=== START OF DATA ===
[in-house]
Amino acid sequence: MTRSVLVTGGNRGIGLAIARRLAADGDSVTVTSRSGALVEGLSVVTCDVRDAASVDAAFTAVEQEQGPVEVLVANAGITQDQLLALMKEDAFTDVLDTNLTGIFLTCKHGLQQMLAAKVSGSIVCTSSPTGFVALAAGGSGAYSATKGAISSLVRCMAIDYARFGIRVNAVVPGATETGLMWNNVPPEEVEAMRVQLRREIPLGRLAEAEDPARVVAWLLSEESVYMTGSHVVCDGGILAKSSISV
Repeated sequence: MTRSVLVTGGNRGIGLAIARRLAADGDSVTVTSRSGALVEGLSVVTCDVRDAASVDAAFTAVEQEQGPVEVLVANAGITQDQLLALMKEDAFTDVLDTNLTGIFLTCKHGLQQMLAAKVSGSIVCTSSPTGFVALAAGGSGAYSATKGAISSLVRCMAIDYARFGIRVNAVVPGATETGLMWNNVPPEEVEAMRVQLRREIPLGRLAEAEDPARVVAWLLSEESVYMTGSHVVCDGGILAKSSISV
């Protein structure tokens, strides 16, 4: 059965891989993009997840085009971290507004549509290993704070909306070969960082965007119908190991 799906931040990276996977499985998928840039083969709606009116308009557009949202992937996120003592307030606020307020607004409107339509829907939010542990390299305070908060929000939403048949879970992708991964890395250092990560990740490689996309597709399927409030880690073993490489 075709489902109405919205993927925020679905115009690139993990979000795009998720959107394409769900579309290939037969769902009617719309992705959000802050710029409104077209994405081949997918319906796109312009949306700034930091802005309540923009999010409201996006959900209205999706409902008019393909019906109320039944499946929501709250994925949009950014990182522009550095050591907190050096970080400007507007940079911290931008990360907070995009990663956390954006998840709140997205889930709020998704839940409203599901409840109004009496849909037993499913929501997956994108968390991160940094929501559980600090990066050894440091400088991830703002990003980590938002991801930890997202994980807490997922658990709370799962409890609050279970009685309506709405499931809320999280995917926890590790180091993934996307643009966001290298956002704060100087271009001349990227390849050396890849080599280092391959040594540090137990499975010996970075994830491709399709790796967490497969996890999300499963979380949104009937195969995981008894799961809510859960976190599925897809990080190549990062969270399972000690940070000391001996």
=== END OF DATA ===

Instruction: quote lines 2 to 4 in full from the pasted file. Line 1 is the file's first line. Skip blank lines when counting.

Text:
Amino acid sequence: MTRSVLVTGGNRGIGLAIARRLAADGDSVTVTSRSGALVEGLSVVTCDVRDAASVDAAFTAVEQEQGPVEVLVANAGITQDQLLALMKEDAFTDVLDTNLTGIFLTCKHGLQQMLAAKVSGSIVCTSSPTGFVALAAGGSGAYSATKGAISSLVRCMAIDYARFGIRVNAVVPGATETGLMWNNVPPEEVEAMRVQLRREIPLGRLAEAEDPARVVAWLLSEESVYMTGSHVVCDGGILAKSSISV
Repeated sequence: MTRSVLVTGGNRGIGLAIARRLAADGDSVTVTSRSGALVEGLSVVTCDVRDAASVDAAFTAVEQEQGPVEVLVANAGITQDQLLALMKEDAFTDVLDTNLTGIFLTCKHGLQQMLAAKVSGSIVCTSSPTGFVALAAGGSGAYSATKGAISSLVRCMAIDYARFGIRVNAVVPGATETGLMWNNVPPEEVEAMRVQLRREIPLGRLAEAEDPARVVAWLLSEESVYMTGSHVVCDGGILAKSSISV
């Protein structure tokens, strides 16, 4: 059965891989993009997840085009971290507004549509290993704070909306070969960082965007119908190991 799906931040990276996977499985998928840039083969709606009116308009557009949202992937996120003592307030606020307020607004409107339509829907939010542990390299305070908060929000939403048949879970992708991964890395250092990560990740490689996309597709399927409030880690073993490489 075709489902109405919205993927925020679905115009690139993990979000795009998720959107394409769900579309290939037969769902009617719309992705959000802050710029409104077209994405081949997918319906796109312009949306700034930091802005309540923009999010409201996006959900209205999706409902008019393909019906109320039944499946929501709250994925949009950014990182522009550095050591907190050096970080400007507007940079911290931008990360907070995009990663956390954006998840709140997205889930709020998704839940409203599901409840109004009496849909037993499913929501997956994108968390991160940094929501559980600090990066050894440091400088991830703002990003980590938002991801930890997202994980807490997922658990709370799962409890609050279970009685309506709405499931809320999280995917926890590790180091993934996307643009966001290298956002704060100087271009001349990227390849050396890849080599280092391959040594540090137990499975010996970075994830491709399709790796967490497969996890999300499963979380949104009937195969995981008894799961809510859960976190599925897809990080190549990062969270399972000690940070000391001996």